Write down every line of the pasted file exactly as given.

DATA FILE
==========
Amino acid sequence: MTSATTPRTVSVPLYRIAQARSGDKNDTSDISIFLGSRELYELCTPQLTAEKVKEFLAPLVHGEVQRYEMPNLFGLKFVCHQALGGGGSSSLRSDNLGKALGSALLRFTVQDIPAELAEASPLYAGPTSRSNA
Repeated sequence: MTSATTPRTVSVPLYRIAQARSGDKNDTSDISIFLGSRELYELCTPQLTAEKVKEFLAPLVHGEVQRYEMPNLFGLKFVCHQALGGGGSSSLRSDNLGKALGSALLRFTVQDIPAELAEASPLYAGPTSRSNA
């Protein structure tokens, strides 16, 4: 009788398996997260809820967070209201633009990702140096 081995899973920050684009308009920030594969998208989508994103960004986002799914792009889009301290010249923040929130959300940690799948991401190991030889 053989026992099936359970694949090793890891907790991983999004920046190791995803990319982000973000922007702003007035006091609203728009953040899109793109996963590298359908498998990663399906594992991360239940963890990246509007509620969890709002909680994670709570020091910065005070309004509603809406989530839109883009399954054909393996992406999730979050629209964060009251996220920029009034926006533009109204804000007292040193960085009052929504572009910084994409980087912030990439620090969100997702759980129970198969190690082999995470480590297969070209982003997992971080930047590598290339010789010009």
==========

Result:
Amino acid sequence: MTSATTPRTVSVPLYRIAQARSGDKNDTSDISIFLGSRELYELCTPQLTAEKVKEFLAPLVHGEVQRYEMPNLFGLKFVCHQALGGGGSSSLRSDNLGKALGSALLRFTVQDIPAELAEASPLYAGPTSRSNA
Repeated sequence: MTSATTPRTVSVPLYRIAQARSGDKNDTSDISIFLGSRELYELCTPQLTAEKVKEFLAPLVHGEVQRYEMPNLFGLKFVCHQALGGGGSSSLRSDNLGKALGSALLRFTVQDIPAELAEASPLYAGPTSRSNA
């Protein structure tokens, strides 16, 4: 009788398996997260809820967070209201633009990702140096 081995899973920050684009308009920030594969998208989508994103960004986002799914792009889009301290010249923040929130959300940690799948991401190991030889 053989026992099936359970694949090793890891907790991983999004920046190791995803990319982000973000922007702003007035006091609203728009953040899109793109996963590298359908498998990663399906594992991360239940963890990246509007509620969890709002909680994670709570020091910065005070309004509603809406989530839109883009399954054909393996992406999730979050629209964060009251996220920029009034926006533009109204804000007292040193960085009052929504572009910084994409980087912030990439620090969100997702759980129970198969190690082999995470480590297969070209982003997992971080930047590598290339010789010009």